JFA Pty Ltd, owned and operated by PWR Racing Pty Ltd, has lodged an appeal in the Supreme Court of Queensland against the decision made by the Touring Car Entrants Group Australia Pty Ltd (TEGA) Tribunal to uphold TEGA's levying of a $300,000 penalty against the company.

The TEGA Tribunal recently upheld the decision by TEGA to issue the penalty, which came as a result of JFA Pty Ltd not competing with two cars in the seventh round of the 2003 V8 Supercar Championship Series at Queensland Raceway at Ipswich.

Browne & Co, solicitors for JFA Pty Ltd, claim that the TEGA Tribunal was at fault in deciding that:-

o Clause 7.6(d) of the Teams' Licence Agreement is valid and enforceable and does not purport to impose a penalty;
o JFA Pty Ltd's non-participation in the seventh round of the 2003 V8 Supercar Championship Series was not due to events beyond its control; and
o JFA Pty Ltd must pay $300,000 fine to TEGA.

In a separate action, which also started in the Supreme Court of Queensland against both TEGA and the Australian Vee Eight Supercar Company Pty Ltd (AVESCO), JFA Pty Ltd seeks declarations from the Court, among others, that:

o Clause 7.6(d) of the Teams' Licence Agreement purports to impose a penalty and is invalid; and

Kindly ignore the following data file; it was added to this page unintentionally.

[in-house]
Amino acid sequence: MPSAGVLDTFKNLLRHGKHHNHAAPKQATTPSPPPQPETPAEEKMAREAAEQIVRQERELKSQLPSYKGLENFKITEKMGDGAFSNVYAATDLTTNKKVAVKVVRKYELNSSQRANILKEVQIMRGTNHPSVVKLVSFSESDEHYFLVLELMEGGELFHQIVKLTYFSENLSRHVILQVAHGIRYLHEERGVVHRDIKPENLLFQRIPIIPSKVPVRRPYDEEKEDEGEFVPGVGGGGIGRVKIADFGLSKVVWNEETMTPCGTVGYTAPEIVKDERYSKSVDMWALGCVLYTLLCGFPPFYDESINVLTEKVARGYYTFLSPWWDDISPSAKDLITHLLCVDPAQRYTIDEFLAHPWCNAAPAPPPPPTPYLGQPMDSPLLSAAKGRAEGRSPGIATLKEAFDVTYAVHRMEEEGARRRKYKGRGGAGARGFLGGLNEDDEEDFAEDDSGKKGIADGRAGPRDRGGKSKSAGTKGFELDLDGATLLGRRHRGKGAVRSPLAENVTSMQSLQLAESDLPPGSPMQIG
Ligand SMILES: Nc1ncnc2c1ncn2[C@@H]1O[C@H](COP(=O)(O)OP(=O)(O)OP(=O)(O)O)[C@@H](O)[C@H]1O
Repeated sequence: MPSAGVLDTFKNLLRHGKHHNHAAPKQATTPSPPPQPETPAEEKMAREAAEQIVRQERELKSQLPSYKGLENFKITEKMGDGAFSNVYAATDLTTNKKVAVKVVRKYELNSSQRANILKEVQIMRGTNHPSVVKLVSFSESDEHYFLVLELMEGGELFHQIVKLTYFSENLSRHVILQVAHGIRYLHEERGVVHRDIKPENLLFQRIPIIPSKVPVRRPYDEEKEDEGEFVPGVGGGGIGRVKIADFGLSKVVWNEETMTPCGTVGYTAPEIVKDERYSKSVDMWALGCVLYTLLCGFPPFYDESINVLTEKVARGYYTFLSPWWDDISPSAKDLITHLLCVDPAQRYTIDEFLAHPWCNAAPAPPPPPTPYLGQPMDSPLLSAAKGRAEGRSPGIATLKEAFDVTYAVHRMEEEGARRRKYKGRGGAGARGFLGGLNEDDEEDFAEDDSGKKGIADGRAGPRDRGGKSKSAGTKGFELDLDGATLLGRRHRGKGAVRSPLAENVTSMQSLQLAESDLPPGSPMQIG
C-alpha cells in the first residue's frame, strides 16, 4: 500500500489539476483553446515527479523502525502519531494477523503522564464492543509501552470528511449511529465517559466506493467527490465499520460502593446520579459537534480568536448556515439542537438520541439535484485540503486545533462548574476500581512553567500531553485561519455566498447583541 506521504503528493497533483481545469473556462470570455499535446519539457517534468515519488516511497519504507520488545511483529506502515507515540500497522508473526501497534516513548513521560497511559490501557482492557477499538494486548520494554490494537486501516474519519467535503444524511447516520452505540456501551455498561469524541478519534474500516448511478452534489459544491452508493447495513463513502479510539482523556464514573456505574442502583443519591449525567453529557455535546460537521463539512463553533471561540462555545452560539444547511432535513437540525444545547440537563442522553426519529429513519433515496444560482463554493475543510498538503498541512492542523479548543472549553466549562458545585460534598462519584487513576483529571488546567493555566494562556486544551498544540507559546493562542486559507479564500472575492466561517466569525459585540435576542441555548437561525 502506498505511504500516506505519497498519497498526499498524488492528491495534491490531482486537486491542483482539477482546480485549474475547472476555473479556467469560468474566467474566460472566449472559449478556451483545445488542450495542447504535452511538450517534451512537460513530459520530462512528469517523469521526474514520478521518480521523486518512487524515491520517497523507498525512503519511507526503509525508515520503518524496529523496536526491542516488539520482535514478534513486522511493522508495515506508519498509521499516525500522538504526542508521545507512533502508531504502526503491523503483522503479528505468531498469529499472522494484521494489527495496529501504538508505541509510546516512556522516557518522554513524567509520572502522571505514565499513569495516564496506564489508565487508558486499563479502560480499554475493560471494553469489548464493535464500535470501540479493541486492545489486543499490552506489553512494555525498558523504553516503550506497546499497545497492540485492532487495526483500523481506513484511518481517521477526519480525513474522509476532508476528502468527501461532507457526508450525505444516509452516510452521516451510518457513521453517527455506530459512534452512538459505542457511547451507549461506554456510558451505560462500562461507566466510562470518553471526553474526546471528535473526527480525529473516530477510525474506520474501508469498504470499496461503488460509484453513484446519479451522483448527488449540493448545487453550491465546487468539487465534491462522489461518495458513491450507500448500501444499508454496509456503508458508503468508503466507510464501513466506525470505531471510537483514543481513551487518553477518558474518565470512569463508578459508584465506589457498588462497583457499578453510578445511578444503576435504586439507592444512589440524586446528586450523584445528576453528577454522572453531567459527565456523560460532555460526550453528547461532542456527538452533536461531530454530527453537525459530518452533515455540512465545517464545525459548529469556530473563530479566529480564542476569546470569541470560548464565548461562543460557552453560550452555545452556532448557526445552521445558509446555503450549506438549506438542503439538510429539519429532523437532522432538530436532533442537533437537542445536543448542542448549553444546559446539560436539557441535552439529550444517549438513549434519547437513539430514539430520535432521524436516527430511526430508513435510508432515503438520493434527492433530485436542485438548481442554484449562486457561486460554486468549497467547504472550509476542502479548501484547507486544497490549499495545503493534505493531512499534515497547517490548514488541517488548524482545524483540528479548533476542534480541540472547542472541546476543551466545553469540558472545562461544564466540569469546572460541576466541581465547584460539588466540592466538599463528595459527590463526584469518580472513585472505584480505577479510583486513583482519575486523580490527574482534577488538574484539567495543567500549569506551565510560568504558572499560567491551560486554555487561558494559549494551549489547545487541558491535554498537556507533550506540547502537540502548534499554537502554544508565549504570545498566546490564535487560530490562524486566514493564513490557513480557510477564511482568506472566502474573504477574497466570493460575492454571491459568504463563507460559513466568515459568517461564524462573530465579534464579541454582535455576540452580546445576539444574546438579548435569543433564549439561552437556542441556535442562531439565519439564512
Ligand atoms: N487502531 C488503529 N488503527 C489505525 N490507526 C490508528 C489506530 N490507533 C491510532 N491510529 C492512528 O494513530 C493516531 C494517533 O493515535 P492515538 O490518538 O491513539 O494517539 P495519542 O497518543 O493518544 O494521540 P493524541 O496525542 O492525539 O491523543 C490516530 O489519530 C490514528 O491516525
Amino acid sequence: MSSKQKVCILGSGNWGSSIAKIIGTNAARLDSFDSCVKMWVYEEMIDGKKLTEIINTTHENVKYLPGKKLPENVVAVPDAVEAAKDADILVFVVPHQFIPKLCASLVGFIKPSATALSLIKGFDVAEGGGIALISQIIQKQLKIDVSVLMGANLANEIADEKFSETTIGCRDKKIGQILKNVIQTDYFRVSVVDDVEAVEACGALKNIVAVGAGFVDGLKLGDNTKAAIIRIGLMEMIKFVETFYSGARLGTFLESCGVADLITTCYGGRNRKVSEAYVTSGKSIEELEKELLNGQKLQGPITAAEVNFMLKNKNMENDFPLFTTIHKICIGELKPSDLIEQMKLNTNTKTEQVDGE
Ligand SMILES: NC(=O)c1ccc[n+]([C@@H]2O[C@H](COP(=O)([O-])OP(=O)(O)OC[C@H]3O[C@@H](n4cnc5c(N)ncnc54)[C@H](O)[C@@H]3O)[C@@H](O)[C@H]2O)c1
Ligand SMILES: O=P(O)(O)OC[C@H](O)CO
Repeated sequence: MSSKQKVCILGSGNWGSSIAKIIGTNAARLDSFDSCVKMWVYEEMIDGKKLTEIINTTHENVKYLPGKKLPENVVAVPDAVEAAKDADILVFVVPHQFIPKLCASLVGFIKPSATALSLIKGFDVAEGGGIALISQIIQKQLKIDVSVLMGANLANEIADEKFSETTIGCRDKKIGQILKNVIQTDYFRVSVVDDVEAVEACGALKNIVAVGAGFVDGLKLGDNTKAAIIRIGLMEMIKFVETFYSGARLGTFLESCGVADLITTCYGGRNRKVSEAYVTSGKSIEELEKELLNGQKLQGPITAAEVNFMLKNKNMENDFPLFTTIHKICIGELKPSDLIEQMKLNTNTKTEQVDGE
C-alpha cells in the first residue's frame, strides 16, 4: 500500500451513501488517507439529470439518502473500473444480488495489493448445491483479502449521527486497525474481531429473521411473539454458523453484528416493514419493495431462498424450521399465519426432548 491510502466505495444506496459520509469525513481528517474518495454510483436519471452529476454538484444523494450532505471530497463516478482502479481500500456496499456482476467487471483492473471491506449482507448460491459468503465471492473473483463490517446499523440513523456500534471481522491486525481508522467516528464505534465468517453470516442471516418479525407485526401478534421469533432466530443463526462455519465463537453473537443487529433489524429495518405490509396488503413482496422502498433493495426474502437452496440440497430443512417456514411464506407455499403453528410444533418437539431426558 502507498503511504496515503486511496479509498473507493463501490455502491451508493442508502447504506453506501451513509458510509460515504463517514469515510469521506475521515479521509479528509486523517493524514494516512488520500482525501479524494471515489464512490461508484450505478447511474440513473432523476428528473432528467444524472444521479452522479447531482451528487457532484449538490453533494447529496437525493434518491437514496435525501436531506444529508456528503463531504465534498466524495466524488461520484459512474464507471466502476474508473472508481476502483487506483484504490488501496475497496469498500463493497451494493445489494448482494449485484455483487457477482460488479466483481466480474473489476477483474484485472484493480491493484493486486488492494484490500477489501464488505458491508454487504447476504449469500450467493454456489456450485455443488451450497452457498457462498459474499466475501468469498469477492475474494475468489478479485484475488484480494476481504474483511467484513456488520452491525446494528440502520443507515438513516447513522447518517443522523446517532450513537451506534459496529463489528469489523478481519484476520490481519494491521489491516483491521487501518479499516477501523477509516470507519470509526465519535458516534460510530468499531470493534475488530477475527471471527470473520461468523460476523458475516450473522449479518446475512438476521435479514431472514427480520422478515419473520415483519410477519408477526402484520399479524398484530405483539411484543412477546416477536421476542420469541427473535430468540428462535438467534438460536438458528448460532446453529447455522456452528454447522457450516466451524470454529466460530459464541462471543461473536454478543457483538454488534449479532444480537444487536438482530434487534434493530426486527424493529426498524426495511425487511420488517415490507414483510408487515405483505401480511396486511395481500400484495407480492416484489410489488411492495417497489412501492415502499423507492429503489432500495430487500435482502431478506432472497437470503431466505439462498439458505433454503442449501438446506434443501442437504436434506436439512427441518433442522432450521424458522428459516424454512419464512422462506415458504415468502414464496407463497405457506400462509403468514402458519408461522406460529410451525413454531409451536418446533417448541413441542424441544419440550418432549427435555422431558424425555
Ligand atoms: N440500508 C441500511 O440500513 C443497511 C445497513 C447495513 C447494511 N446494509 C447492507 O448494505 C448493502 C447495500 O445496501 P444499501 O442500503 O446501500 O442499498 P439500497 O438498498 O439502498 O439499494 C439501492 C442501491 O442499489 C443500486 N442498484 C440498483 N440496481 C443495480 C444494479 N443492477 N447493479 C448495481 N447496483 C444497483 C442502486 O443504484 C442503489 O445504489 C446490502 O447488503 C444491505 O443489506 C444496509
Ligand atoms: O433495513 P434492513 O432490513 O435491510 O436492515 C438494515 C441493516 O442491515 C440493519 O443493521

o JFA Pty Ltd's non-participation in the seventh round of the 2003 V8 Supercar Championship Series was due to events beyond its control.

PWR Racing owner Kees Weel said JFA Pty Ltd regretted it had to take this matter to Court and had done so on behalf of all V8 Supercar teams to ensure fair treatment in the future.

"TEGA has left no alternative for teams aggrieved by its decisions," he said. "JFA Pty Ltd has not been dealt with fairly by TEGA and the extenuating circumstances relating to timing of the transfer of the Teams' Licence Agreement needed to be taken into consideration. That would suggest there needs to be a review of the Teams' Licence Agreement and Operations Manual.

"This is necessary to enable the sport to move forward and to ensure that all teams can be confident of being treated fairly."

Jeffrey Browne, of Browne & Co, Solicitors & Consultants believes that the procedures need to be changed to ensure that everybody is treated fairly.

"The procedures for testing the decisions of the administration of V8 Supercars are sadly lacking," he said, "and if the V8 Supercar Championship Series is to become a truly national popular sport it needs to rapidly improve its administrative procedures.

"It is disappointing that JFA Pty Ltd is obliged to resort to obtaining relief from the Court but sadly under the present system and in light of the current Teams' Licence Agreement, these actions from teams who are treated unfairly are likely to become common place."